Introducing a special someone to your family at the holidays? Consider these tips: Ask Ellie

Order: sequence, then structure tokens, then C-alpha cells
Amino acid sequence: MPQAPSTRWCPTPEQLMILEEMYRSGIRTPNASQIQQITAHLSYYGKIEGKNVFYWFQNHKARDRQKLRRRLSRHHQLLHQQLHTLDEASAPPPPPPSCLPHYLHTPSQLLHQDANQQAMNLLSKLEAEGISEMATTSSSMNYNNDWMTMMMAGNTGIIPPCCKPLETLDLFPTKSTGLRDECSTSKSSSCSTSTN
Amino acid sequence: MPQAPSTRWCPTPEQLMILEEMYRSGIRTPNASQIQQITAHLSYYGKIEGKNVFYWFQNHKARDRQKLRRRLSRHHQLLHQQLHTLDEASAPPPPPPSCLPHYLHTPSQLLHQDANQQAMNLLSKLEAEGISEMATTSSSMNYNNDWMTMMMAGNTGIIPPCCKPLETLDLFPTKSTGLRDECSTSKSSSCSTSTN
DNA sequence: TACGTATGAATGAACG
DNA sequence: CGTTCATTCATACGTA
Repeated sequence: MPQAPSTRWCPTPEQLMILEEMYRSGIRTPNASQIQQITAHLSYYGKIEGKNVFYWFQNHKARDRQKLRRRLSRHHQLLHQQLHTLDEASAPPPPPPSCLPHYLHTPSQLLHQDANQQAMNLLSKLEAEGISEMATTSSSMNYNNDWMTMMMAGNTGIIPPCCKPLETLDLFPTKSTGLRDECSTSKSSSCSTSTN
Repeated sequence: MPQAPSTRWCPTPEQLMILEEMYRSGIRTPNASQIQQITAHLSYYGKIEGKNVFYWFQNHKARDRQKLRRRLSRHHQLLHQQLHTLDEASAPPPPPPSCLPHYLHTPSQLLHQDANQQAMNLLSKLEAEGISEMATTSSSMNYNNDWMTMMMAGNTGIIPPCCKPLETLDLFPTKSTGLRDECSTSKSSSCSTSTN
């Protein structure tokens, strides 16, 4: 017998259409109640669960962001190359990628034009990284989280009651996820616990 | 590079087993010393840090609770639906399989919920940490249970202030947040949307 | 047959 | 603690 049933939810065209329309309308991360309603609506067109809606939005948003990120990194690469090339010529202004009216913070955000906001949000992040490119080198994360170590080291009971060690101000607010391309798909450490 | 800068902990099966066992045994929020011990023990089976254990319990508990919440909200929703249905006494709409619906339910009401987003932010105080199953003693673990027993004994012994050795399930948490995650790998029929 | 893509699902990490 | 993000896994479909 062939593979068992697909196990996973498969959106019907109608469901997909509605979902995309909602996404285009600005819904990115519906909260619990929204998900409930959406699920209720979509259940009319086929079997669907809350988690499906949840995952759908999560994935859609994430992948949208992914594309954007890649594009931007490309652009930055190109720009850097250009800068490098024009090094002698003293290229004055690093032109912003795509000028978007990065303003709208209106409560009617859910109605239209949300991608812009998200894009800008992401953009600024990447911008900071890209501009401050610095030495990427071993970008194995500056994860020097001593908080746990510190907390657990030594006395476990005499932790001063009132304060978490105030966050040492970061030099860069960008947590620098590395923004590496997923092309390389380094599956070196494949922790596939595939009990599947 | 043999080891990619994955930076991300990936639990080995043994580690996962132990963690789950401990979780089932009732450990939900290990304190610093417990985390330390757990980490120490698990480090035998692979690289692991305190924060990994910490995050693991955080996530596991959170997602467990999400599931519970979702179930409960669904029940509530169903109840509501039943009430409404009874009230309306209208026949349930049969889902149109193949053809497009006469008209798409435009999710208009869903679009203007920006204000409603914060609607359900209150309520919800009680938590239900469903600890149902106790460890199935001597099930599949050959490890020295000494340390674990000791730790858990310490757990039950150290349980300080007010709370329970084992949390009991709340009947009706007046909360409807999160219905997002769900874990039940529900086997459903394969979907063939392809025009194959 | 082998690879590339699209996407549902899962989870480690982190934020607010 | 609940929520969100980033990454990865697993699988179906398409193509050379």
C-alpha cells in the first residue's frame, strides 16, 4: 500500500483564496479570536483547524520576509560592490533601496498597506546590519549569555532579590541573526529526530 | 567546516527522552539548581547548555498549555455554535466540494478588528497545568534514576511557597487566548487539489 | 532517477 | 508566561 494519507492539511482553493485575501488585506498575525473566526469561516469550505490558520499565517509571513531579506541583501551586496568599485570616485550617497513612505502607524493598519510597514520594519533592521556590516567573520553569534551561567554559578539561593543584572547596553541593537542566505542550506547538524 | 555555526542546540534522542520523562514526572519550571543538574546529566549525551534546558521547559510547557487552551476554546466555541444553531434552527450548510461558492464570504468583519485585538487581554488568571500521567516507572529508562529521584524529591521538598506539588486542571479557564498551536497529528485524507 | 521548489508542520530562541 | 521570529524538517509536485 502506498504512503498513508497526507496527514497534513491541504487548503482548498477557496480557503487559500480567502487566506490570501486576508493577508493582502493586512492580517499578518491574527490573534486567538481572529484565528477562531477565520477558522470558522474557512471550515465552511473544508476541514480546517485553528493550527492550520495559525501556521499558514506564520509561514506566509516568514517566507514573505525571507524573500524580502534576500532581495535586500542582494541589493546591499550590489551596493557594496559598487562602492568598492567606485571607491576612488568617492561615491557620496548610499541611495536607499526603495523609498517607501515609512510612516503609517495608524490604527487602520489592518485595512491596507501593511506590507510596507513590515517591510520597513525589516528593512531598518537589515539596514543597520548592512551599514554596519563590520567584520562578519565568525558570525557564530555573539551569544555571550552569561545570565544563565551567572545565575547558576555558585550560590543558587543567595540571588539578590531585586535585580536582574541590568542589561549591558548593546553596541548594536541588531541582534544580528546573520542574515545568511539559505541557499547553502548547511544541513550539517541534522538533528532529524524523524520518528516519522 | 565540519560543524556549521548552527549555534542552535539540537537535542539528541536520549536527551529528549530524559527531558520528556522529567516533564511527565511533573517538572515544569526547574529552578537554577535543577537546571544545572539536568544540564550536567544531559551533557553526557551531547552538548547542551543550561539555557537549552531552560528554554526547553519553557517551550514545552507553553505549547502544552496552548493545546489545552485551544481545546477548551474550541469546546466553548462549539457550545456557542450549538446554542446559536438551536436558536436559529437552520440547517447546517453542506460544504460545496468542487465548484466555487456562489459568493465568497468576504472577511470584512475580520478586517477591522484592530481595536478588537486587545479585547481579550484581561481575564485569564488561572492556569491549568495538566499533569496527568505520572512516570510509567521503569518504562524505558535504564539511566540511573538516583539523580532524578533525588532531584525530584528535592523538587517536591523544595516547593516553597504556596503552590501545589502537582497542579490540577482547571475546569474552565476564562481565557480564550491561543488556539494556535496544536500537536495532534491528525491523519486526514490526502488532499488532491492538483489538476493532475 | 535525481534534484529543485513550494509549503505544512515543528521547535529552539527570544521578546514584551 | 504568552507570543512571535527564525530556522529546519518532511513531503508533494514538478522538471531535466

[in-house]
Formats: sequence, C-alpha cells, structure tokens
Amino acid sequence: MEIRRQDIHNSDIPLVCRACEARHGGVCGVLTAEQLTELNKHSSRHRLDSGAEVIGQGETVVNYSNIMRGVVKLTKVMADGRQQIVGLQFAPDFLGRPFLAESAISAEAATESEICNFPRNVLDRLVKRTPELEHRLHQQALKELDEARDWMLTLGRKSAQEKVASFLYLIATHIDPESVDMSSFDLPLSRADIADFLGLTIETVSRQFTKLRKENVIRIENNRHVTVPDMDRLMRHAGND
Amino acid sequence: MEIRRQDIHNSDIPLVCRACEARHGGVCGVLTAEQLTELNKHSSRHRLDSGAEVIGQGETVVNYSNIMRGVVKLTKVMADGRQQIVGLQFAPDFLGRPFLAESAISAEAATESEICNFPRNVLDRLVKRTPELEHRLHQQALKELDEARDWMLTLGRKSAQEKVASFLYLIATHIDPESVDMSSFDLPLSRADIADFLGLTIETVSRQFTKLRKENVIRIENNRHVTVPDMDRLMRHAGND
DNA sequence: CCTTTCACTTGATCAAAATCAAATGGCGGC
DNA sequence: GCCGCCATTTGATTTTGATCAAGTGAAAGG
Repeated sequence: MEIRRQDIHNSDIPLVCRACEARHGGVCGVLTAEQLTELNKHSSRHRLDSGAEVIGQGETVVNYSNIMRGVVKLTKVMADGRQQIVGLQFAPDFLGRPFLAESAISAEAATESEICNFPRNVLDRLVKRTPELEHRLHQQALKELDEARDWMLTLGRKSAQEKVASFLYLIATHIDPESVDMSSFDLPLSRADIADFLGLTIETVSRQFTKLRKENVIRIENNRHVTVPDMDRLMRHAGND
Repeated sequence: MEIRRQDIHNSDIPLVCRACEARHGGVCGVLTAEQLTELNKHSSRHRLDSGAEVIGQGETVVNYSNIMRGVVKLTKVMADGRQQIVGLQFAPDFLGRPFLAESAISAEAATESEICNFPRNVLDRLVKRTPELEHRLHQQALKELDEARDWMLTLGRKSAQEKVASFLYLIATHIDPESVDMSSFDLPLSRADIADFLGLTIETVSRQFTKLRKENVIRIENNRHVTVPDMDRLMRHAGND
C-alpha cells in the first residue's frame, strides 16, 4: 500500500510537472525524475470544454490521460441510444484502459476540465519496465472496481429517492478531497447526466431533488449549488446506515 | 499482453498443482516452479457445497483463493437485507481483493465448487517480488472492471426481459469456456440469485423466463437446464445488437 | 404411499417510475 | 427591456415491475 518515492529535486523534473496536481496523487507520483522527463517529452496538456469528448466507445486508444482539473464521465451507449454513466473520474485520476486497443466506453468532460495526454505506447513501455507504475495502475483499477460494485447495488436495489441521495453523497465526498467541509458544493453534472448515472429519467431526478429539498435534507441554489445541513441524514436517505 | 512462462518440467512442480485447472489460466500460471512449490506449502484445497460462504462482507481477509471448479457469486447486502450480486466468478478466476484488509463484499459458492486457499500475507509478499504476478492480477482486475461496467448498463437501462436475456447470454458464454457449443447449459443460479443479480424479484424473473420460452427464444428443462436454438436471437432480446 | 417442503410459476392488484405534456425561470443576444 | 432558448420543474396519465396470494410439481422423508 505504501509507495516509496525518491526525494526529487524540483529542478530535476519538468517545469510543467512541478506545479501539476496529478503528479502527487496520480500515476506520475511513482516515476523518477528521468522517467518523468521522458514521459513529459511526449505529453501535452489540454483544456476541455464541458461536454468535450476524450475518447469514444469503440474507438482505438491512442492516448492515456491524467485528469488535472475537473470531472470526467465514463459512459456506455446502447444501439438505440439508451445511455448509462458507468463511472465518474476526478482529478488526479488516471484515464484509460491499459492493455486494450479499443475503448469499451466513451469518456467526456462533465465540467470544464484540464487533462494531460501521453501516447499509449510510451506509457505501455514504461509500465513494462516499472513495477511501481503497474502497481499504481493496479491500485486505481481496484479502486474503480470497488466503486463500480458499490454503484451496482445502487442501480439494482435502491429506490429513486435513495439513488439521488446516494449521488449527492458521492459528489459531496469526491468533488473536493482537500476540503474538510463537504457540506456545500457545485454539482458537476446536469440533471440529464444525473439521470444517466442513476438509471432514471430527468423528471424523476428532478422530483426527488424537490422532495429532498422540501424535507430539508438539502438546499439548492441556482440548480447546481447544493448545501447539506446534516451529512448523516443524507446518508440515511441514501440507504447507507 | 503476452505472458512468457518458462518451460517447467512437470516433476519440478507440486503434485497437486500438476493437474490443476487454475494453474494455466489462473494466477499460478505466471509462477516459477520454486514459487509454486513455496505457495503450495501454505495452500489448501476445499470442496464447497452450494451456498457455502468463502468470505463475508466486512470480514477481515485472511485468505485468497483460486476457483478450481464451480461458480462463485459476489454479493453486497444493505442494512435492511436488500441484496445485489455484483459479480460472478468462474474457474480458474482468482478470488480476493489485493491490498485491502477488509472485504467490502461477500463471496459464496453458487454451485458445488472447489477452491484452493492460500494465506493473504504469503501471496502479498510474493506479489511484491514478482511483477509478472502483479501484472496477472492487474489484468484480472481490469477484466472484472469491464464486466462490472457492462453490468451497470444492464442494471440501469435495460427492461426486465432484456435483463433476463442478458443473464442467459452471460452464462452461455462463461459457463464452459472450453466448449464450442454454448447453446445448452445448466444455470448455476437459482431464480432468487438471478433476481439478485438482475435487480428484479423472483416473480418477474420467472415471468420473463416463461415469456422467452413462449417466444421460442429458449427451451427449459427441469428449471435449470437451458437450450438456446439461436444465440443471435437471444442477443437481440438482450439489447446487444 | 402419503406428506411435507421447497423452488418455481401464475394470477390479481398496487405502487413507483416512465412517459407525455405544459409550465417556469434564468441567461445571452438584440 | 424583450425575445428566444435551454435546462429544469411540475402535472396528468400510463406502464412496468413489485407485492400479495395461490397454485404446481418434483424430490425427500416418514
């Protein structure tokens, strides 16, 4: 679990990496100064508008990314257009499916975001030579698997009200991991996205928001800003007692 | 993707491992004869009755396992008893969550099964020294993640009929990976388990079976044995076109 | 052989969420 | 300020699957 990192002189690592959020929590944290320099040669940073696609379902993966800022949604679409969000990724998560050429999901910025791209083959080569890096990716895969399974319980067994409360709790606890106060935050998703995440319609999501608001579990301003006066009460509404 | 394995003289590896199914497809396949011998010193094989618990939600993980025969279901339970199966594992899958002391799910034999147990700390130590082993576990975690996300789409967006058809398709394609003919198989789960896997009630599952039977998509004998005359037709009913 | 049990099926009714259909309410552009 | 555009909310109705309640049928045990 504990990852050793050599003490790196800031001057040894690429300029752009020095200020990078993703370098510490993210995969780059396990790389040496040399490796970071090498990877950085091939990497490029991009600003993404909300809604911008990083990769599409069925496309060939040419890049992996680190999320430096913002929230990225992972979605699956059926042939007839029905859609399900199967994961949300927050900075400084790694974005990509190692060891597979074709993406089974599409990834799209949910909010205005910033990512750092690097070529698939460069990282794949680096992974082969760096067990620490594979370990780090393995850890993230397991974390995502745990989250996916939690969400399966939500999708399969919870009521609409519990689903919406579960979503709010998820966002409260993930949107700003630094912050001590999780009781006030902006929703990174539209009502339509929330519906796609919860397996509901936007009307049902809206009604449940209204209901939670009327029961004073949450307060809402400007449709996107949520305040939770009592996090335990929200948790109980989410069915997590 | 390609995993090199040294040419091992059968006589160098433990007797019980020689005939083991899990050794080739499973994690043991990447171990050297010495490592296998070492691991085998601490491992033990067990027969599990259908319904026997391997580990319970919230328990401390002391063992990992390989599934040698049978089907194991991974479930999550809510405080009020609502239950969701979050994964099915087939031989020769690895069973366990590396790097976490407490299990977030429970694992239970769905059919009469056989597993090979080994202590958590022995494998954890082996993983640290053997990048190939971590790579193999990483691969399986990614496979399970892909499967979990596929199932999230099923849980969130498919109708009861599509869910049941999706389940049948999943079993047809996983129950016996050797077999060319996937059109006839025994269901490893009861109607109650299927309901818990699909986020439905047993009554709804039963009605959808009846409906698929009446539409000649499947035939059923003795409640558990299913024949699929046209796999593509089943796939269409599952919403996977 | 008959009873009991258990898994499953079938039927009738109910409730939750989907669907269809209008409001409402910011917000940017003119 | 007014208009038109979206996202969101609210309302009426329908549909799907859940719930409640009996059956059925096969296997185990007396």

Dear readers: It’s Christmas and countless singles, couples and families are apparently asking themselves, “Is it too soon to DTR (Define the Relationship)? Are the holidays the right time to meet my SO’s (Significant Other’s) family?”These are the brain-searing questions sent to relationship writers from promotions people at dating-related companies — in this case, the California-based online dating website “eHarmony” — linking the season to the desired topic of finding/keeping a partner and hopefully a joint future, during Christmas. With a promise on their official site, stating “We're Here to Help You Find Your Perfect Match,” would-be-daters are currently being asked to make some decisions based on eHarmony’s seasonal research:Example: one in three Canadians are happy to introduce a partner to their family within the first three months of a relationship. Daters within Generation Z (a.k.a. Gen Z, also called “zoomers” born within the mid-to-late 1990s till the early 2010s) are eager to meld families, with 53 per cent introducing their significant other to their family within the first one to three months. That apparently significant fact compares with just 30 per cent of Millennials (Gen Y, the cohort following Gen X including anyone born between 1981 and 1996). Far less confusing is this simple fact from the research conclusions: “53 per cent of Canadians find it very important that their family likes their significant other.”Whew! That’s a relief for the many parents and close relatives of daters, being introduced today and over the next few weeks to potential additions to the entire family. But there’s no research helping them decide if the SO is the right person for their beloved adult daughter or son. That’s up to the dater, calling for some cautionary thoughts from me:Don’t make quick judgments. Take time to listen to the would-be partner. It’s likely they will be somewhat nervous about how they’re perceived. Some will try to impress with accomplishments, others at being amusing. What matters is how they treat your offspring, who may also be trying too hard for you to approve of their choice.Respect your adult child’s feelings and avoid being critical of their preference even if you see a character trait that concerns you. Speaking up too soon can cause a reverse reaction, wherein your child has to defend their choice.In sum, enjoy the holidays! The new year that follows is the time for new beginnings, and if necessary, new reflections on how to understand and accept the people brought into your family circle.FEEDBACK Regarding the mother of teenage boys worried about the late-night female visitors to men renting a neighbourhood house (Dec. 3):“I like the “say nothing” approach. If there’s no open violation of any bylaws, like noise, then it’s none of anyone’s business.“There are very many potential “G-rated” explanations.“e.g., if someone’s ill and those “coming and going” are health-care workers?“Could they be running a legitimate business? There are many businesses where starting hours and closing hours are not 9 to 5 e.g., bakers, food servers, bartenders, etc.“Could they be legitimate entertainers? I’ve attended PG-rated bachelor parties where the “female entertainers” are only there to chat with occasional hugs for photos. Or could they be an up-and-coming band? “Also, her kids at 16 may already know what’s going on and have more “factual” information than the mother.“Say nothing and let any neighbourly relations evolve without preconditions.”Ellie’s tip of the dayChristmas is a good opportunity to introduce your potential partner to your family. But if either of you is hesitant, then not yet.Ellie Tesher is an advice columnist for the Star and based in Toronto. Send your relationship questions via email: ellie@thestar.ca.